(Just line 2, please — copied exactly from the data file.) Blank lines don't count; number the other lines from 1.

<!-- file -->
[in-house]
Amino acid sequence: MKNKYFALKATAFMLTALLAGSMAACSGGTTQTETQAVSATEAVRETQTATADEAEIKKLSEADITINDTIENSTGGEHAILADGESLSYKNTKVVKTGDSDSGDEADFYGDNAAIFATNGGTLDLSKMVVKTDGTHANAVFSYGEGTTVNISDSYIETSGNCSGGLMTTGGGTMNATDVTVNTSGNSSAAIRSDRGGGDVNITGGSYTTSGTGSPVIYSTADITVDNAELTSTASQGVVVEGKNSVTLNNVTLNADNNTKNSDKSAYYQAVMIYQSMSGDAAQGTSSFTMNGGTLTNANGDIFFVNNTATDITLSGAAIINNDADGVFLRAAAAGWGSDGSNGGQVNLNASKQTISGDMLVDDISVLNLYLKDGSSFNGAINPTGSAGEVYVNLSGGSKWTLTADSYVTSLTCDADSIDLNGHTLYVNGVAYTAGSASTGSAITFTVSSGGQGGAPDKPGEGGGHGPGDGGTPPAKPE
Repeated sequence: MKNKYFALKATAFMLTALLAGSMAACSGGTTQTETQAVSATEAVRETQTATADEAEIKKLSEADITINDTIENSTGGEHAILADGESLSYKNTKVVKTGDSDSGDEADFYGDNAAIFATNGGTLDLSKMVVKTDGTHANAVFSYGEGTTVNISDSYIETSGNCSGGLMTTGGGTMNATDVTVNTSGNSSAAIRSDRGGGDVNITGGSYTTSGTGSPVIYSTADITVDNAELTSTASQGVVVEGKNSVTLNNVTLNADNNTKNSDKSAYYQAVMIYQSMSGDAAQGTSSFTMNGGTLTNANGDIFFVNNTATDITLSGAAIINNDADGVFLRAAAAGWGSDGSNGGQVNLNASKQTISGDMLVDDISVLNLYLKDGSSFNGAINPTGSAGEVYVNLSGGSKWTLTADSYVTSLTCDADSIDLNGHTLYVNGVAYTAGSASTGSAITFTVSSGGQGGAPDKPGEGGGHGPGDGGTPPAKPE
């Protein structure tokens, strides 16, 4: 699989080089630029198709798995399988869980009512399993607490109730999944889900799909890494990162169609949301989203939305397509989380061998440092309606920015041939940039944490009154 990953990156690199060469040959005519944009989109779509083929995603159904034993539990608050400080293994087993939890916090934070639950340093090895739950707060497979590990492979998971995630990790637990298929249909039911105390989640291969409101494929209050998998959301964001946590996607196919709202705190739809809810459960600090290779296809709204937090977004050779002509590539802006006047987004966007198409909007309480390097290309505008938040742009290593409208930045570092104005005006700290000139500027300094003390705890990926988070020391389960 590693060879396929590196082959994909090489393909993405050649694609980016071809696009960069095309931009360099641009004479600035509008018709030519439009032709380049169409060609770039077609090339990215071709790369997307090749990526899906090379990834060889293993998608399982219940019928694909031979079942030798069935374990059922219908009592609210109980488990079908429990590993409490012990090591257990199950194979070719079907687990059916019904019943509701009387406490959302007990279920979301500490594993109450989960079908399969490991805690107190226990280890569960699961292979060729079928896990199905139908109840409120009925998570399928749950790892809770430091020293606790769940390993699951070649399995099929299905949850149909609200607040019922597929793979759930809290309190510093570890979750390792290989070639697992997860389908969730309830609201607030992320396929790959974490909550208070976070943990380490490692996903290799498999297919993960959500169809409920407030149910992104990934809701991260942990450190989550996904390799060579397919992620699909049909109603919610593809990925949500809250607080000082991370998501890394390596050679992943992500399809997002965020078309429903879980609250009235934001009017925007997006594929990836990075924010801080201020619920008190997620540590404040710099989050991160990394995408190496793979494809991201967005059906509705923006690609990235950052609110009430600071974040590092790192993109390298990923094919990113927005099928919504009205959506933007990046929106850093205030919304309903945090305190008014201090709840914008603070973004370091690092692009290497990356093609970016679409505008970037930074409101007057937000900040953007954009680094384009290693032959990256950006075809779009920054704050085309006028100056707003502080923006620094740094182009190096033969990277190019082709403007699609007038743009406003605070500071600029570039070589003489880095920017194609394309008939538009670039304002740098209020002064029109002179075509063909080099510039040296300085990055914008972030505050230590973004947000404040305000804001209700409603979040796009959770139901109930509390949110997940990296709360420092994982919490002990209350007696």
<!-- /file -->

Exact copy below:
Amino acid sequence: MKNKYFALKATAFMLTALLAGSMAACSGGTTQTETQAVSATEAVRETQTATADEAEIKKLSEADITINDTIENSTGGEHAILADGESLSYKNTKVVKTGDSDSGDEADFYGDNAAIFATNGGTLDLSKMVVKTDGTHANAVFSYGEGTTVNISDSYIETSGNCSGGLMTTGGGTMNATDVTVNTSGNSSAAIRSDRGGGDVNITGGSYTTSGTGSPVIYSTADITVDNAELTSTASQGVVVEGKNSVTLNNVTLNADNNTKNSDKSAYYQAVMIYQSMSGDAAQGTSSFTMNGGTLTNANGDIFFVNNTATDITLSGAAIINNDADGVFLRAAAAGWGSDGSNGGQVNLNASKQTISGDMLVDDISVLNLYLKDGSSFNGAINPTGSAGEVYVNLSGGSKWTLTADSYVTSLTCDADSIDLNGHTLYVNGVAYTAGSASTGSAITFTVSSGGQGGAPDKPGEGGGHGPGDGGTPPAKPE